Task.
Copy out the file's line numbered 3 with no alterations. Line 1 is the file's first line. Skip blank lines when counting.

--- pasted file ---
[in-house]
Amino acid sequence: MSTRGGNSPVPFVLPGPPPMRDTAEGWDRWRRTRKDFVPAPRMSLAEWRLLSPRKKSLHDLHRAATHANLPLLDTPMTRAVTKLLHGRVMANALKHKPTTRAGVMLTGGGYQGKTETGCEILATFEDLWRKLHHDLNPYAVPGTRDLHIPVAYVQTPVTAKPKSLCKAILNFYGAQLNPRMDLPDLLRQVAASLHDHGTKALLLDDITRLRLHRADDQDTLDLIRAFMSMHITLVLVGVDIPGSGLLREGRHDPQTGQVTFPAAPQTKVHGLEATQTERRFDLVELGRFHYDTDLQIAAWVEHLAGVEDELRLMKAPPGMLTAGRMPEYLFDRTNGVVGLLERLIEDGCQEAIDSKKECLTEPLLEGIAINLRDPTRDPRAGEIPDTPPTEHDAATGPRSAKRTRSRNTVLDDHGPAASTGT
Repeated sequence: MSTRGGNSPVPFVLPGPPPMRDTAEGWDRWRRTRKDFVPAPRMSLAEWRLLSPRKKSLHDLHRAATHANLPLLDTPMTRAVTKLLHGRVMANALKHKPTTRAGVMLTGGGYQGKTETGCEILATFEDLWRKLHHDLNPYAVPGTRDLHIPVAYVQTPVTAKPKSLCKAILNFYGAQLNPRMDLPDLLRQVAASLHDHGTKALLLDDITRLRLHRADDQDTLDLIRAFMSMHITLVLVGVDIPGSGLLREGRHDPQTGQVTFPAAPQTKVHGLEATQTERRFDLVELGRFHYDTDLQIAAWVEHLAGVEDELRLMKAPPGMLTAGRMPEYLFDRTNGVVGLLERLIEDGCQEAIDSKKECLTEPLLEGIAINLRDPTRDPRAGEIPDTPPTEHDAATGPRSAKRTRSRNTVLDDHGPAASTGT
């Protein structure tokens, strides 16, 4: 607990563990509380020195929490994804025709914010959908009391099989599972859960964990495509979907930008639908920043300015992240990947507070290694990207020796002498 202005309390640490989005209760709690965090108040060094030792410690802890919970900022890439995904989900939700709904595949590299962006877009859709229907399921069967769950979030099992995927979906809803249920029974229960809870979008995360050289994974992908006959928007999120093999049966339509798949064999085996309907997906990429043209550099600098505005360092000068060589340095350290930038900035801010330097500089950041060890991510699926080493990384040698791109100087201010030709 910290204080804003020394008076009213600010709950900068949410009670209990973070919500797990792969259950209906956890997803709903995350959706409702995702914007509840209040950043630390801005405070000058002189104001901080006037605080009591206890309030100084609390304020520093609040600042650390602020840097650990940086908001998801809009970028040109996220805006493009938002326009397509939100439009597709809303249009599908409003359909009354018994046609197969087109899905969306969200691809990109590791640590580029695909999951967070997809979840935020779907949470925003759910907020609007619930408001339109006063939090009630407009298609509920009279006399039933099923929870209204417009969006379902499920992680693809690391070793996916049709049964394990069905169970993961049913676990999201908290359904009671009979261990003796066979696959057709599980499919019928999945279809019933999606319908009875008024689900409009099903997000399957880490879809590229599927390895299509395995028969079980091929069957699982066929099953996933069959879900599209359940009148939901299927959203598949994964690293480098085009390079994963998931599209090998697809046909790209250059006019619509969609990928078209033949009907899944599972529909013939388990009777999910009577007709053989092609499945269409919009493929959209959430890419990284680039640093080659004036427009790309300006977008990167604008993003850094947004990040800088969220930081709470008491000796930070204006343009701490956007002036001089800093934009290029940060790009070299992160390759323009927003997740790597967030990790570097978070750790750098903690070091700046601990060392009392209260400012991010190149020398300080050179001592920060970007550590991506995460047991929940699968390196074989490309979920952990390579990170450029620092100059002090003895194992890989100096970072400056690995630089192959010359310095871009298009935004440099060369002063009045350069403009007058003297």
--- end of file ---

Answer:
Repeated sequence: MSTRGGNSPVPFVLPGPPPMRDTAEGWDRWRRTRKDFVPAPRMSLAEWRLLSPRKKSLHDLHRAATHANLPLLDTPMTRAVTKLLHGRVMANALKHKPTTRAGVMLTGGGYQGKTETGCEILATFEDLWRKLHHDLNPYAVPGTRDLHIPVAYVQTPVTAKPKSLCKAILNFYGAQLNPRMDLPDLLRQVAASLHDHGTKALLLDDITRLRLHRADDQDTLDLIRAFMSMHITLVLVGVDIPGSGLLREGRHDPQTGQVTFPAAPQTKVHGLEATQTERRFDLVELGRFHYDTDLQIAAWVEHLAGVEDELRLMKAPPGMLTAGRMPEYLFDRTNGVVGLLERLIEDGCQEAIDSKKECLTEPLLEGIAINLRDPTRDPRAGEIPDTPPTEHDAATGPRSAKRTRSRNTVLDDHGPAASTGT